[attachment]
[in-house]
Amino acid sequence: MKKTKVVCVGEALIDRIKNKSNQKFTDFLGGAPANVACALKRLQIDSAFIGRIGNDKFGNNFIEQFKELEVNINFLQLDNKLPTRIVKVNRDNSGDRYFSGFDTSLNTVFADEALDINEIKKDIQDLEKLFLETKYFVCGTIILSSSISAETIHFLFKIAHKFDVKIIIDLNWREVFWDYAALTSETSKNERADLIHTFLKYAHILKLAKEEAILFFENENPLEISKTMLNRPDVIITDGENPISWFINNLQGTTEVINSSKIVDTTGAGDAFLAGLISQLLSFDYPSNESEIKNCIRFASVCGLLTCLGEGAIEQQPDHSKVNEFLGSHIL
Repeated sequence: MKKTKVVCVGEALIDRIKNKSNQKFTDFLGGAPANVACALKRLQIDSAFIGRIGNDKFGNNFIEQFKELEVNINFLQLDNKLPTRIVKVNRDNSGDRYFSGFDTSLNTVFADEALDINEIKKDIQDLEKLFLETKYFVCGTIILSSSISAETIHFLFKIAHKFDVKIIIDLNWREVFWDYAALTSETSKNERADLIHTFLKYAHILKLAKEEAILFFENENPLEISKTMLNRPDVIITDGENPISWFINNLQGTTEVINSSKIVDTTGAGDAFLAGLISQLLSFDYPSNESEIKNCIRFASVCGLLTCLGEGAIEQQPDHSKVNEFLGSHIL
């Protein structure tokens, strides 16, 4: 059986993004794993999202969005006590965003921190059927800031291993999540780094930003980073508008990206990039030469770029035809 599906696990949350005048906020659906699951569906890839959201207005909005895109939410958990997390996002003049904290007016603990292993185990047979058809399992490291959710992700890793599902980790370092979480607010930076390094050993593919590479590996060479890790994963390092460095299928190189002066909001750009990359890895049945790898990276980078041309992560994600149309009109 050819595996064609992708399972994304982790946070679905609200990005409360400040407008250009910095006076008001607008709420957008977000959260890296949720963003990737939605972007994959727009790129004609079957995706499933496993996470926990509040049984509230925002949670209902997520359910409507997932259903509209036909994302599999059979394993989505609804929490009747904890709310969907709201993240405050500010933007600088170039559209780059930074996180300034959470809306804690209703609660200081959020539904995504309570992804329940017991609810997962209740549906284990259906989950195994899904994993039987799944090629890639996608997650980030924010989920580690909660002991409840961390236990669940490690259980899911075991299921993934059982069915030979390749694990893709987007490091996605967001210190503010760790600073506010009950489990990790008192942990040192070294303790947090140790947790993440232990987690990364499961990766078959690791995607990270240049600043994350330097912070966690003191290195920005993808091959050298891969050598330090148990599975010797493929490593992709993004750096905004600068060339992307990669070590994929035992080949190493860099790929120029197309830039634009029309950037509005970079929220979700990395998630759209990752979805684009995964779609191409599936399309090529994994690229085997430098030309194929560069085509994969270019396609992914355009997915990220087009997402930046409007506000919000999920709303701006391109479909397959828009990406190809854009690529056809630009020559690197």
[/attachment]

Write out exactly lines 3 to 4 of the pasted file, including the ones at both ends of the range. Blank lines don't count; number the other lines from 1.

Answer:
Repeated sequence: MKKTKVVCVGEALIDRIKNKSNQKFTDFLGGAPANVACALKRLQIDSAFIGRIGNDKFGNNFIEQFKELEVNINFLQLDNKLPTRIVKVNRDNSGDRYFSGFDTSLNTVFADEALDINEIKKDIQDLEKLFLETKYFVCGTIILSSSISAETIHFLFKIAHKFDVKIIIDLNWREVFWDYAALTSETSKNERADLIHTFLKYAHILKLAKEEAILFFENENPLEISKTMLNRPDVIITDGENPISWFINNLQGTTEVINSSKIVDTTGAGDAFLAGLISQLLSFDYPSNESEIKNCIRFASVCGLLTCLGEGAIEQQPDHSKVNEFLGSHIL
């Protein structure tokens, strides 16, 4: 059986993004794993999202969005006590965003921190059927800031291993999540780094930003980073508008990206990039030469770029035809 599906696990949350005048906020659906699951569906890839959201207005909005895109939410958990997390996002003049904290007016603990292993185990047979058809399992490291959710992700890793599902980790370092979480607010930076390094050993593919590479590996060479890790994963390092460095299928190189002066909001750009990359890895049945790898990276980078041309992560994600149309009109 050819595996064609992708399972994304982790946070679905609200990005409360400040407008250009910095006076008001607008709420957008977000959260890296949720963003990737939605972007994959727009790129004609079957995706499933496993996470926990509040049984509230925002949670209902997520359910409507997932259903509209036909994302599999059979394993989505609804929490009747904890709310969907709201993240405050500010933007600088170039559209780059930074996180300034959470809306804690209703609660200081959020539904995504309570992804329940017991609810997962209740549906284990259906989950195994899904994993039987799944090629890639996608997650980030924010989920580690909660002991409840961390236990669940490690259980899911075991299921993934059982069915030979390749694990893709987007490091996605967001210190503010760790600073506010009950489990990790008192942990040192070294303790947090140790947790993440232990987690990364499961990766078959690791995607990270240049600043994350330097912070966690003191290195920005993808091959050298891969050598330090148990599975010797493929490593992709993004750096905004600068060339992307990669070590994929035992080949190493860099790929120029197309830039634009029309950037509005970079929220979700990395998630759209990752979805684009995964779609191409599936399309090529994994690229085997430098030309194929560069085509994969270019396609992914355009997915990220087009997402930046409007506000919000999920709303701006391109479909397959828009990406190809854009690529056809630009020559690197």